Vatican accused of Cardinal O'Brien cover-up
Whatever the truth of the allegations of 'inappropriate behaviour' (ie homosexual acts) perpetrated by Cardinal O'Brien 30 years ago upon (so far) three priests and one former priest, there is something of the stench of a rotting fish emanating from the Roman Catholic hierarchy by way of response.
These allegations are serious not because Keith O'Brien is a cardinal, and not because he is a 'conservative' who has been 'hard-line' on such issues as embryology, homosexuality and marriage. They are serious because we are concerned here with historic allegations of paedophilia: the Cardinal is accused of 'inappropriate behaviour' against young seminarians who were, at the time, 18-20 years old. Male homosexuality was not decriminalised in Scotland until 1980 (the 1967 Sexual Offences Act applied to England and Wales only). The age of homosexual consent in Scotland after 1980 was 21. Ergo, Keith O'Brien is alleged not only to have flouted Roman Catholic Canon Law but transgressed the law of the land as it stood at the time. So, to satisfy his sexual urges, he was prepared not only to risk bringing scandal upon his church, but the shame of perversion upon himself - a shame which was (then) punishable with imprisonment.
Astonishingly, we now learn that the Holy See was made aware five months ago of these allegations of 'inappropriate behaviour' and the abuse of pastoral authority. But, instead of immediate punitive action against the Cardinal, The Scotsman informs us that the Holy See was involved in a cover-up:
His claim is said to have been taken seriously and led to the Vatican contacting Cardinal O’Brien and a “deal” being brokered by Cardinal Marc Ouellet of Montreal for the departure of the leader of Scotland’s Catholics.Certainly, the 'deal' is in scare quotes, but it isn't at all clear why. The Vatican strategy - instinct- was to hush it up and wish it all away, hoping and praying that the priest-accusers would press the matter no further as the Cardinal sailed on happily towards a scandal-free retirement.
And you can't easily attribute this to John Paul II and encroaching dementia: this was the action of the Holy See under Pope Benedict XVI - who we are told has done so much to cleanse the temple and purge the Roman Catholic hierarchy of the chronic betrayal of paedophilia and the bullying lies of systematic cover-up. Semper Eadem, indeed.
Pope Benedict spoke in 2010 of 'the shame and remorse that we all feel' towards the victims of abuse at the hands of Roman Catholic priests dating back decades: "You have suffered grievously and I am truly sorry... your trust has been betrayed and your dignity has been violated,” he said, contritely. Those who now accuse Cardinal O'Brien were no less betrayed, yet they are clearly not being viewed as victims by the Roman Catholic Church in Scotland. Despite their personal trauma and abuse - so emotionally and spiritually profound that one lost all sense of vocation - they are the agitators, the trouble-makers, the 'homophobes'. One told The Observer that he is 'disappointed' by the 'lack of integrity' shown by the Roman Catholic Church:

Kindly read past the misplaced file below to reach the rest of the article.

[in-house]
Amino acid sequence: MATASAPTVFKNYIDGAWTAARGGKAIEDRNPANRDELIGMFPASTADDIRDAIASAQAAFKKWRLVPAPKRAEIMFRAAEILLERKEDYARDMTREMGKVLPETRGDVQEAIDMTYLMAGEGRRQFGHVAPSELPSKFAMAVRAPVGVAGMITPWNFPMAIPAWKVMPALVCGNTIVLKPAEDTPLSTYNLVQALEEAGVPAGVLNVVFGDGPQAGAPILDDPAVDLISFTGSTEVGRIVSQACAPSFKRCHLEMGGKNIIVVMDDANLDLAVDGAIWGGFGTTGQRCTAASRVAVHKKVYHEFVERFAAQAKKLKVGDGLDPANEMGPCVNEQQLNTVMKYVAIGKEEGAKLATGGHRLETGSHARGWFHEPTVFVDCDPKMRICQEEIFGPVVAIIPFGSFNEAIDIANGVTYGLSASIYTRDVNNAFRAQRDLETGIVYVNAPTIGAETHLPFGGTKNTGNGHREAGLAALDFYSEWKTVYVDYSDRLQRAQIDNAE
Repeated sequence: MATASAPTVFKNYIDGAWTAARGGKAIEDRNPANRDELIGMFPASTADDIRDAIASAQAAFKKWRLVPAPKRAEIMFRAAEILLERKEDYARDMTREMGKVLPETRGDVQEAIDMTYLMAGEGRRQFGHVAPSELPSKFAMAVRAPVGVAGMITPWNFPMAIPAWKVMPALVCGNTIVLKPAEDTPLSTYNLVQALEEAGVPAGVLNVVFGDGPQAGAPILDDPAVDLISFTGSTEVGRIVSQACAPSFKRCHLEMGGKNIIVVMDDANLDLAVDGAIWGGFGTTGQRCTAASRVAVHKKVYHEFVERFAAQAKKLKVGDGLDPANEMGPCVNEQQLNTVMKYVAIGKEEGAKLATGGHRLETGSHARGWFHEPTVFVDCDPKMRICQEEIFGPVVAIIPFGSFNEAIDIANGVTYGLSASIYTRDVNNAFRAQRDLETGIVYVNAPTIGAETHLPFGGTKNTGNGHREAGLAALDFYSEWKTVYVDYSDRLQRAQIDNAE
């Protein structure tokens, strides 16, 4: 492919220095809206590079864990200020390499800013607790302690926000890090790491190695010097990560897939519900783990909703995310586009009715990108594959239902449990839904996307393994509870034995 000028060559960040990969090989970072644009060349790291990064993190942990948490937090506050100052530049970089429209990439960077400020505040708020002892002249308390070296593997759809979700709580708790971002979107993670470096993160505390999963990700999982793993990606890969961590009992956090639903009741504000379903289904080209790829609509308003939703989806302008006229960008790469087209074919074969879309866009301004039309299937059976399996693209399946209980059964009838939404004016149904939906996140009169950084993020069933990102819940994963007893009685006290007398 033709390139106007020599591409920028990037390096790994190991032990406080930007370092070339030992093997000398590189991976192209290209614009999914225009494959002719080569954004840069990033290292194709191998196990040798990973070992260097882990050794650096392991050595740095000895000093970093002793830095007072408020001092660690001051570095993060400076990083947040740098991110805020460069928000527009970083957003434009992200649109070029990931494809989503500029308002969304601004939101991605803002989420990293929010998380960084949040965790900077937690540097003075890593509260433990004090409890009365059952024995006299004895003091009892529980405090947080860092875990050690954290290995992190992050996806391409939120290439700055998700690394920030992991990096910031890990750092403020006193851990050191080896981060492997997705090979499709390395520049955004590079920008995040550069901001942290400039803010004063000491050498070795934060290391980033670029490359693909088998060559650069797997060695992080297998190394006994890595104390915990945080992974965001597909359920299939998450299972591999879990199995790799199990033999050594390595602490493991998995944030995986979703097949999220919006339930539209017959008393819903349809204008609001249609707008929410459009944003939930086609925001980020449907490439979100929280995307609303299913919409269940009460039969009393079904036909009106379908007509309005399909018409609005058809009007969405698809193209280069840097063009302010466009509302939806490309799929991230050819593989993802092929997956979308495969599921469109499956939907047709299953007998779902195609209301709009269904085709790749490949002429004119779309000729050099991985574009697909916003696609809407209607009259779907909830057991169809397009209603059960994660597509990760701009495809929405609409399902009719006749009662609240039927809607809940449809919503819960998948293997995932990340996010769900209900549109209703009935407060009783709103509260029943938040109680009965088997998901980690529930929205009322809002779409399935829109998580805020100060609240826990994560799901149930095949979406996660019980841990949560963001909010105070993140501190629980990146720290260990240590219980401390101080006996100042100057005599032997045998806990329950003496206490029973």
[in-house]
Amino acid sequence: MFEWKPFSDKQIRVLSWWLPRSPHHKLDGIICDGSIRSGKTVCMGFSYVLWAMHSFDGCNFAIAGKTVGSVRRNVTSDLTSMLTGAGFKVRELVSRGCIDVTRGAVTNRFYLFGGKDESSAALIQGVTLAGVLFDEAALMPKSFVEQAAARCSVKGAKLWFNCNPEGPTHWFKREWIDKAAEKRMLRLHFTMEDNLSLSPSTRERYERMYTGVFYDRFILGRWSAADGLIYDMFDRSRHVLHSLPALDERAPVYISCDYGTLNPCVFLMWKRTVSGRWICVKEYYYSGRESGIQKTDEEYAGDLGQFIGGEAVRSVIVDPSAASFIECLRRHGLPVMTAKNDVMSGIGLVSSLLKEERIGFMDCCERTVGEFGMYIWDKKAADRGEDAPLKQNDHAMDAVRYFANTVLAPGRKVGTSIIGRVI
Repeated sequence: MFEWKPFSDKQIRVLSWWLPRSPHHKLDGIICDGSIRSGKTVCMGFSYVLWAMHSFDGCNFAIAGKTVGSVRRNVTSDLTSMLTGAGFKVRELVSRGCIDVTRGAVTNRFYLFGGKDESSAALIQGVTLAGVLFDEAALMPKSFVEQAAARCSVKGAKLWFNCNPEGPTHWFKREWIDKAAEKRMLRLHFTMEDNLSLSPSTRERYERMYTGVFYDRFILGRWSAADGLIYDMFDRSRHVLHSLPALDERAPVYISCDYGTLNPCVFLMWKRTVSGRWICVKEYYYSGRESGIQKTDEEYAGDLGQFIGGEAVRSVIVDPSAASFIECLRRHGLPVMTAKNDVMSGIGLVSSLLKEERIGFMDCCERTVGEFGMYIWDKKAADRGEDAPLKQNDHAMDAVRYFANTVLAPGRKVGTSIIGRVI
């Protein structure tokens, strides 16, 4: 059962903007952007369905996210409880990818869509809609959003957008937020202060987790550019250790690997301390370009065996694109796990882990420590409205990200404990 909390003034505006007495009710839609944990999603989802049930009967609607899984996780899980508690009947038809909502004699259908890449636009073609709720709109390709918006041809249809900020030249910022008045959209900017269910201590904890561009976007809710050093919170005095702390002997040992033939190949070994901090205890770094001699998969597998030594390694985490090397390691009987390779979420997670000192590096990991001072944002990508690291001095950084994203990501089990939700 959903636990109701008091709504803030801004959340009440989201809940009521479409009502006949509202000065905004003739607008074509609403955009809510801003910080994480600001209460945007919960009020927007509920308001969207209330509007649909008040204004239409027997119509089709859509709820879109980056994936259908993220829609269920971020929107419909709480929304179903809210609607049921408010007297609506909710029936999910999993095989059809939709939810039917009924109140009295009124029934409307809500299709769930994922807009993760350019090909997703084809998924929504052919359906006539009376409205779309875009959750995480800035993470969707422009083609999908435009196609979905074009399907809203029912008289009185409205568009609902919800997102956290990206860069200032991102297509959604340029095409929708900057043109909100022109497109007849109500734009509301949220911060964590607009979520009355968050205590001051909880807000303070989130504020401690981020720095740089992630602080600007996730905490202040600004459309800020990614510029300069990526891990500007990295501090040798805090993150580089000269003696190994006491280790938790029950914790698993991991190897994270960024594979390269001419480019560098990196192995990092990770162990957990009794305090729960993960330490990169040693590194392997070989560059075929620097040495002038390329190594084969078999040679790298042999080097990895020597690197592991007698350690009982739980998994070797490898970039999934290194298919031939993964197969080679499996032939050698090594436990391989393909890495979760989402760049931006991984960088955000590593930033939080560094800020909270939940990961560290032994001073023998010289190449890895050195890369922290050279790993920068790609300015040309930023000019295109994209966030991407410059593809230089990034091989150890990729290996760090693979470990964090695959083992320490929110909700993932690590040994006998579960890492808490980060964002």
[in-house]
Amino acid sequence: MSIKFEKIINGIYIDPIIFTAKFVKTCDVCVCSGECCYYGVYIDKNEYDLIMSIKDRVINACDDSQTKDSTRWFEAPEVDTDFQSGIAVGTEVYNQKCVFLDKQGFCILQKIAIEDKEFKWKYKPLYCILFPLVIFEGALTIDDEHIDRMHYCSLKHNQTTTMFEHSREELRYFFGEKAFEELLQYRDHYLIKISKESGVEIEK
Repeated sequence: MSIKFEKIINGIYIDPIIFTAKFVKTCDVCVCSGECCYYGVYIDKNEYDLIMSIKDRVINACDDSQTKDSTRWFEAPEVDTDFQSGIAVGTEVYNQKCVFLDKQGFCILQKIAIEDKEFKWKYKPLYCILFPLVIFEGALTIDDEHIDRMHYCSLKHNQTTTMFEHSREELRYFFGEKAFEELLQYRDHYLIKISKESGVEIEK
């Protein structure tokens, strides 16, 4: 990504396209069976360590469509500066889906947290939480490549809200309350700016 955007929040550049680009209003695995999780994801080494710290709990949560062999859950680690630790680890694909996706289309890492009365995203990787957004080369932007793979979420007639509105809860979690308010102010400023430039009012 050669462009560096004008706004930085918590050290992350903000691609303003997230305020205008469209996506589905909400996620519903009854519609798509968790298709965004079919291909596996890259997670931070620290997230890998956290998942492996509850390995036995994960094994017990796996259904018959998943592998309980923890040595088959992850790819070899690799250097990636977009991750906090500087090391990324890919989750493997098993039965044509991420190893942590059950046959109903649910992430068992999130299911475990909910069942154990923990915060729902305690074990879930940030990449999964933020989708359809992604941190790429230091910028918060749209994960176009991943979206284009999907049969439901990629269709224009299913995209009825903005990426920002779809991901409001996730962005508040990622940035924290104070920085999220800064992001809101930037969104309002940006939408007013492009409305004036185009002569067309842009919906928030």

"There have been two sensations for me this week. One is feeling the hot breath of the media on the back of my neck and the other is sensing the cold disapproval of the church hierarchy for daring to break ranks. I feel like if they could crush me, they would."Sworn, signed statements? Intimidating warnings and threats? It is all so eerily familiar. Nothing has changed; very little seems to have been learned.
..."The vacuum the church has created has allowed whimsy and speculation to distort the truth," the priest said. "And the only support I have been offered is a cursory email with a couple of telephone numbers of counsellors hundreds of miles away from me. Anyway, I don't need counselling about Keith O'Brien's unwanted behaviour to me as a young man. But I may need counselling about the trauma of speaking truth to power."
The former cleric says he feels that he, rather than the cardinal, has been the subject of scrutiny. "I have felt very alone and there is a tendency to become reclusive when people are trying to hunt you down."
He said he felt particularly angered by demands that the identity of the four complainants be revealed: "To those who want to know my name I would say, what does that change? And what do you think I have done wrong?"
He said that when the four came forward to the church, they were asked to make sworn signed statements to Mennini. But they were also warned that if their complaints became public knowledge, they would cause "immense further damage to the church".
These allegations are unproven; they are being made by anonymous priests and an ex-priest. Please don't judge them too harshly, for sexual abuse has life-long psychological consequences, and the bullying instincts of the powerful will stop at nothing to shame, discredit and defame the motives, integrity and sincerity of the whistle-blower.